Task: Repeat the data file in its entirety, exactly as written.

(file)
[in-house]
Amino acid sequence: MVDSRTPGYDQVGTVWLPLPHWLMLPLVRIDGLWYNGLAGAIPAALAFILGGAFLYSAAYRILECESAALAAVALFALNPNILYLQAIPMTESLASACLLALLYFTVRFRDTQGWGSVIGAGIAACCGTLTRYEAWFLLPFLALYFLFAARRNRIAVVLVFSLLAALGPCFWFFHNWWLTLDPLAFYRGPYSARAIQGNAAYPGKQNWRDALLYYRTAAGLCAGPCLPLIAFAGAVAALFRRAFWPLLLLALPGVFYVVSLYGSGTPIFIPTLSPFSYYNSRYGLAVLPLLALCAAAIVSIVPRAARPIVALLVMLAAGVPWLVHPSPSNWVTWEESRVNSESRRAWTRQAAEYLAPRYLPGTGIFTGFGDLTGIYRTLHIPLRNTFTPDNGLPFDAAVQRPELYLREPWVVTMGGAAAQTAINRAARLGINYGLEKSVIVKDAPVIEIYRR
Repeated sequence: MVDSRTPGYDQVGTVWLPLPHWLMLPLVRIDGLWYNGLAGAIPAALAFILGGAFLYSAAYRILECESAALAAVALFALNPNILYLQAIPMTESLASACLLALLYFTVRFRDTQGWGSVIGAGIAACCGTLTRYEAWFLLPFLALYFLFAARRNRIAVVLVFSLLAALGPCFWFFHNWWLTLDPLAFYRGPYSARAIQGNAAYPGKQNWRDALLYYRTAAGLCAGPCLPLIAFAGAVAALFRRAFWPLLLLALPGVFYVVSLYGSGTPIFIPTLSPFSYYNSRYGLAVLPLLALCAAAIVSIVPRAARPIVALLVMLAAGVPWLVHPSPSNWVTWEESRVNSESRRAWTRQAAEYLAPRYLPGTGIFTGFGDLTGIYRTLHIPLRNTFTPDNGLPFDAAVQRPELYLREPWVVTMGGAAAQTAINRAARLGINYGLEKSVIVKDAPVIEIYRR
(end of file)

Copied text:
[in-house]
Amino acid sequence: MVDSRTPGYDQVGTVWLPLPHWLMLPLVRIDGLWYNGLAGAIPAALAFILGGAFLYSAAYRILECESAALAAVALFALNPNILYLQAIPMTESLASACLLALLYFTVRFRDTQGWGSVIGAGIAACCGTLTRYEAWFLLPFLALYFLFAARRNRIAVVLVFSLLAALGPCFWFFHNWWLTLDPLAFYRGPYSARAIQGNAAYPGKQNWRDALLYYRTAAGLCAGPCLPLIAFAGAVAALFRRAFWPLLLLALPGVFYVVSLYGSGTPIFIPTLSPFSYYNSRYGLAVLPLLALCAAAIVSIVPRAARPIVALLVMLAAGVPWLVHPSPSNWVTWEESRVNSESRRAWTRQAAEYLAPRYLPGTGIFTGFGDLTGIYRTLHIPLRNTFTPDNGLPFDAAVQRPELYLREPWVVTMGGAAAQTAINRAARLGINYGLEKSVIVKDAPVIEIYRR
Repeated sequence: MVDSRTPGYDQVGTVWLPLPHWLMLPLVRIDGLWYNGLAGAIPAALAFILGGAFLYSAAYRILECESAALAAVALFALNPNILYLQAIPMTESLASACLLALLYFTVRFRDTQGWGSVIGAGIAACCGTLTRYEAWFLLPFLALYFLFAARRNRIAVVLVFSLLAALGPCFWFFHNWWLTLDPLAFYRGPYSARAIQGNAAYPGKQNWRDALLYYRTAAGLCAGPCLPLIAFAGAVAALFRRAFWPLLLLALPGVFYVVSLYGSGTPIFIPTLSPFSYYNSRYGLAVLPLLALCAAAIVSIVPRAARPIVALLVMLAAGVPWLVHPSPSNWVTWEESRVNSESRRAWTRQAAEYLAPRYLPGTGIFTGFGDLTGIYRTLHIPLRNTFTPDNGLPFDAAVQRPELYLREPWVVTMGGAAAQTAINRAARLGINYGLEKSVIVKDAPVIEIYRR